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Thursday, 10 November 2011 11:31

Heavy Metal Takes a Ride to Kuwait

Written by Pvt. Andrew Slovensky

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CONTINGENCY OPERATING BASE ADDER, Iraq – On Contingency Operating Base Adder, humvees, tanks, trucks, and tractors wait silently for their turn to make the more-than 100-mile trip to Kuwait. As U.S. troops leave, the growing list of heavy machinery that cannot be packed into bags or shipping containers has an alternative route out of the country.

Soldiers with the 1452nd Combat Heavy Transportation Company mobilized in July to support the rapid drawdown of U.S. forces from Iraq. The North Carolina Army National Guard unit deployed to Camp Arifjan, Kuwait, and runs convoy missions to load up heavy equipment in Iraq and deliver it safely to the southern neighbor.  “The mission is to go up north, move equipment … back down to where they need it,” said Sgt. Charles Evegan, assistant convoy commander for the 1452nd. They spend most of their time on the road in convoys of heavy equipment transporters, armored tractor-trailers, said Evegan.

The trailers are loaded with some of the largest pieces of military equipment in use, including massive 60-ton M1 Abrams tanks. Soldiers in the unit are responsible not just for driving the oversized HETs, but also for securing loads, operating wenches, and performing maintenance on their vehicles.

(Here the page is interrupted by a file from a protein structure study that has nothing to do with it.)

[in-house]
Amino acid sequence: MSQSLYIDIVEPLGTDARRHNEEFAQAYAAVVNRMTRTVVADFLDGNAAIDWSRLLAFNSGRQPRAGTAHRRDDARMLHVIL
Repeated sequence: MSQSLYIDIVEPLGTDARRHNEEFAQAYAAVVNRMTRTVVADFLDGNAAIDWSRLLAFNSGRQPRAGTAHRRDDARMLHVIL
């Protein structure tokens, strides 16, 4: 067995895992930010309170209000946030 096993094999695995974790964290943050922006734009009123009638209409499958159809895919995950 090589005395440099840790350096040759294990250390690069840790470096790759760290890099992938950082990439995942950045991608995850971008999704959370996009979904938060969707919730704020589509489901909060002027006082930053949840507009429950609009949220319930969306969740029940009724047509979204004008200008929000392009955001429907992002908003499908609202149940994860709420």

With the deadline set by the Status of Forces Agreement with Iraq for U.S. Forces’ withdrawal, units are lining up with gear in hand to leave the country. But soldiers of the 1452nd said they are proud to swim against the current of departing troops to facilitate the needs of the drawdown.

“I put in a volunteer packet to be here; I want to be here to help my country,” said Spc. Ryan Lee, truck driver with the 1452nd. “I know it’s one of the biggest drawdowns in history and I feel glad that I’m able to contribute.”

“It feels pretty good to know you were part of something this big, and moving a lot of equipment in such a short amount of time,” said Evegan.

Transportation companies are vacating Iraq of U.S. military equipment as fast as Soldiers are leaving. When U.S. Forces depart the country by the end of the year, they are taking their heavy metal with them.

November 10, 2011:Written by Pvt. Andrew Slovensky, 362nd Mobile Public Affairs Detachment

Article Redistributed by Support Our TroopsRedistributed by www.SupportOurTroops.org

Last modified on Friday, 18 November 2011 12:33
Article Redistributed by Support Our TroopsRedistributed by www.SupportOurTroops.org